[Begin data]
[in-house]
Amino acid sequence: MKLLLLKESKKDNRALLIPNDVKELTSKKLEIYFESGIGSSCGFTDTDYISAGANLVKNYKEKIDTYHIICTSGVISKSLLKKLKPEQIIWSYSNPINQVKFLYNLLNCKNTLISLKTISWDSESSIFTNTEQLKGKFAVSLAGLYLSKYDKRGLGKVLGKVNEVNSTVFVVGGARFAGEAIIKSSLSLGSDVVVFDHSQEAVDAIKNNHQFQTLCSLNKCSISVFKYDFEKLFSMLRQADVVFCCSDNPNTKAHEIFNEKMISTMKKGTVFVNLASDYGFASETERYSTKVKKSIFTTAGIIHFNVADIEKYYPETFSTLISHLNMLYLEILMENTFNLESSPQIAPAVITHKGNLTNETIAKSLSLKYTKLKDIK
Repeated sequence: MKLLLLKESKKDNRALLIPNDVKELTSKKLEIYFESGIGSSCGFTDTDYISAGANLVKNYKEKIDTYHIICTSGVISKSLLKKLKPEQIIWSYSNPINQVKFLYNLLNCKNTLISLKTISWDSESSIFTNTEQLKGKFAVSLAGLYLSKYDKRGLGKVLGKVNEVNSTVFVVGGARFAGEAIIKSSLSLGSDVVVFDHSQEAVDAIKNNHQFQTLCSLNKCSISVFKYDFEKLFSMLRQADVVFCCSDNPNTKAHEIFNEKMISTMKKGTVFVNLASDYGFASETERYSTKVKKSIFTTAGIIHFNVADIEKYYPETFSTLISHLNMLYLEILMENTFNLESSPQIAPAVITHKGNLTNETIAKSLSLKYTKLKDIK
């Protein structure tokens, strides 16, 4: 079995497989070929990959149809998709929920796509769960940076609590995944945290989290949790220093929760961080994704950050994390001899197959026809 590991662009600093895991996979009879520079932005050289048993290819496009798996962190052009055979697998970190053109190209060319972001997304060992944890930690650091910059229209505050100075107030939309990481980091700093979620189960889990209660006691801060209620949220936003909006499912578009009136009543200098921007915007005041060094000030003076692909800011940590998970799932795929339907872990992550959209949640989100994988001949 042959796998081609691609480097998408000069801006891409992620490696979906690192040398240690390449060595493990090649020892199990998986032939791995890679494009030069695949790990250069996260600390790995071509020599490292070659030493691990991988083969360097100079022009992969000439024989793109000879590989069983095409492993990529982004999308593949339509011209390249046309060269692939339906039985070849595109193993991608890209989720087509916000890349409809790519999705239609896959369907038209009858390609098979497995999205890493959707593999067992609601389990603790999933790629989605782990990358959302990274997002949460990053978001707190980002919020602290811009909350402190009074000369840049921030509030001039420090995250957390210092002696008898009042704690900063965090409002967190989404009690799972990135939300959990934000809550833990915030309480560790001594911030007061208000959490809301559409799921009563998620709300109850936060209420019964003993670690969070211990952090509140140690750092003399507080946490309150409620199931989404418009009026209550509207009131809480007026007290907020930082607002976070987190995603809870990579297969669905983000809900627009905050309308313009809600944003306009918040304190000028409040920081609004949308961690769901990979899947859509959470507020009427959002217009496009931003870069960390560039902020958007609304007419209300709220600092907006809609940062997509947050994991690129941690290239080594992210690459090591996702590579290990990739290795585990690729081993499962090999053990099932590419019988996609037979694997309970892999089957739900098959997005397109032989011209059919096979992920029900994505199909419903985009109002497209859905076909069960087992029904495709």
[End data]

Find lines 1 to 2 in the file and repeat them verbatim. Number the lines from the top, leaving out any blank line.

[in-house]
Amino acid sequence: MKLLLLKESKKDNRALLIPNDVKELTSKKLEIYFESGIGSSCGFTDTDYISAGANLVKNYKEKIDTYHIICTSGVISKSLLKKLKPEQIIWSYSNPINQVKFLYNLLNCKNTLISLKTISWDSESSIFTNTEQLKGKFAVSLAGLYLSKYDKRGLGKVLGKVNEVNSTVFVVGGARFAGEAIIKSSLSLGSDVVVFDHSQEAVDAIKNNHQFQTLCSLNKCSISVFKYDFEKLFSMLRQADVVFCCSDNPNTKAHEIFNEKMISTMKKGTVFVNLASDYGFASETERYSTKVKKSIFTTAGIIHFNVADIEKYYPETFSTLISHLNMLYLEILMENTFNLESSPQIAPAVITHKGNLTNETIAKSLSLKYTKLKDIK